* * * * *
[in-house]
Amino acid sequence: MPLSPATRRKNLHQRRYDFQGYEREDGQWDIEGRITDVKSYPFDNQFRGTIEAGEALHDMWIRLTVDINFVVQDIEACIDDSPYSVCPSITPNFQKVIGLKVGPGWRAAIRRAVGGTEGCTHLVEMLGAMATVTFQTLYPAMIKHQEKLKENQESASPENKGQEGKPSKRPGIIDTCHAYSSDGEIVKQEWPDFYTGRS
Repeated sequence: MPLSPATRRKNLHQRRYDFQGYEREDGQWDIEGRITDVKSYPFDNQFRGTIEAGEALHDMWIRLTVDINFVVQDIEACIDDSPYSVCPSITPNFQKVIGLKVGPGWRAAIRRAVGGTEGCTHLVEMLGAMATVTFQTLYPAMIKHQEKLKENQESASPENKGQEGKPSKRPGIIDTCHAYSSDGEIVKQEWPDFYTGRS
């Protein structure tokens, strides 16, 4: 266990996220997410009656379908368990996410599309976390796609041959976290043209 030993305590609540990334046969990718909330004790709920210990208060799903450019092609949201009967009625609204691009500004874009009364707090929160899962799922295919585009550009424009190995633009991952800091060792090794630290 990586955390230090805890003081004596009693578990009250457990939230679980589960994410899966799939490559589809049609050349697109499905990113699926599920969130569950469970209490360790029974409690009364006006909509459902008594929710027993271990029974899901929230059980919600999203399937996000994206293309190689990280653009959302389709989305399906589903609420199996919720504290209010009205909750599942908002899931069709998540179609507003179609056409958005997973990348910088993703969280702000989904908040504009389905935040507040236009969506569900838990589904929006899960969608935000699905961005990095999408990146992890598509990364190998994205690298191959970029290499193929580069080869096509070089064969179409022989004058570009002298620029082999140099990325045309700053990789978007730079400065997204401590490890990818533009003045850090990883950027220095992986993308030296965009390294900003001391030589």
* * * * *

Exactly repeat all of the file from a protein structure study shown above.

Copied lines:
[in-house]
Amino acid sequence: MPLSPATRRKNLHQRRYDFQGYEREDGQWDIEGRITDVKSYPFDNQFRGTIEAGEALHDMWIRLTVDINFVVQDIEACIDDSPYSVCPSITPNFQKVIGLKVGPGWRAAIRRAVGGTEGCTHLVEMLGAMATVTFQTLYPAMIKHQEKLKENQESASPENKGQEGKPSKRPGIIDTCHAYSSDGEIVKQEWPDFYTGRS
Repeated sequence: MPLSPATRRKNLHQRRYDFQGYEREDGQWDIEGRITDVKSYPFDNQFRGTIEAGEALHDMWIRLTVDINFVVQDIEACIDDSPYSVCPSITPNFQKVIGLKVGPGWRAAIRRAVGGTEGCTHLVEMLGAMATVTFQTLYPAMIKHQEKLKENQESASPENKGQEGKPSKRPGIIDTCHAYSSDGEIVKQEWPDFYTGRS
């Protein structure tokens, strides 16, 4: 266990996220997410009656379908368990996410599309976390796609041959976290043209 030993305590609540990334046969990718909330004790709920210990208060799903450019092609949201009967009625609204691009500004874009009364707090929160899962799922295919585009550009424009190995633009991952800091060792090794630290 990586955390230090805890003081004596009693578990009250457990939230679980589960994410899966799939490559589809049609050349697109499905990113699926599920969130569950469970209490360790029974409690009364006006909509459902008594929710027993271990029974899901929230059980919600999203399937996000994206293309190689990280653009959302389709989305399906589903609420199996919720504290209010009205909750599942908002899931069709998540179609507003179609056409958005997973990348910088993703969280702000989904908040504009389905935040507040236009969506569900838990589904929006899960969608935000699905961005990095999408990146992890598509990364190998994205690298191959970029290499193929580069080869096509070089064969179409022989004058570009002298620029082999140099990325045309700053990789978007730079400065997204401590490890990818533009003045850090990883950027220095992986993308030296965009390294900003001391030589």